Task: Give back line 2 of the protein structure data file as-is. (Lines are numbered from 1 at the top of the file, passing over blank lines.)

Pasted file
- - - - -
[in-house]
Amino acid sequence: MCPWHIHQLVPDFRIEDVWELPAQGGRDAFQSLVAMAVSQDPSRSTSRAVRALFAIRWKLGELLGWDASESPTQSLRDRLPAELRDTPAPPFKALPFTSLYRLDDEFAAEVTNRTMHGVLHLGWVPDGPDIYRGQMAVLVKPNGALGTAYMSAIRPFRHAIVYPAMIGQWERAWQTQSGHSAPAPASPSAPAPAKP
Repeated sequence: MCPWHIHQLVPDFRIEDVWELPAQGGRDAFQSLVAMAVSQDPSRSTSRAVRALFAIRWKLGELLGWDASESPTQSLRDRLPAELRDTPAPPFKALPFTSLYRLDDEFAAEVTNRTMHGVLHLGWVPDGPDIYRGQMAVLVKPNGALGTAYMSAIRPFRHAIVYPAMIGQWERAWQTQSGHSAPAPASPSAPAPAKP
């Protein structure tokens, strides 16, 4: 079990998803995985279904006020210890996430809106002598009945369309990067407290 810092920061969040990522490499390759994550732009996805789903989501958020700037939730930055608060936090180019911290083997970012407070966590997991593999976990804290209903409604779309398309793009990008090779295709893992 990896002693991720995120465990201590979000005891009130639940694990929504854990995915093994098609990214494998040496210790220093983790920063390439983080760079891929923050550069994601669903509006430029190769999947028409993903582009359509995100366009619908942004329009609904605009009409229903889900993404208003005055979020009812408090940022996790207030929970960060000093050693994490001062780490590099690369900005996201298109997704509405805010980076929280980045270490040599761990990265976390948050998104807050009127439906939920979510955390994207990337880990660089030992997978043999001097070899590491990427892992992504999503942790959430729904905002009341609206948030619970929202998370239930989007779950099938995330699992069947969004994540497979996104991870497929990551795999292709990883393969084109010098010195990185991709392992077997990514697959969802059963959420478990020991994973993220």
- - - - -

Amino acid sequence: MCPWHIHQLVPDFRIEDVWELPAQGGRDAFQSLVAMAVSQDPSRSTSRAVRALFAIRWKLGELLGWDASESPTQSLRDRLPAELRDTPAPPFKALPFTSLYRLDDEFAAEVTNRTMHGVLHLGWVPDGPDIYRGQMAVLVKPNGALGTAYMSAIRPFRHAIVYPAMIGQWERAWQTQSGHSAPAPASPSAPAPAKP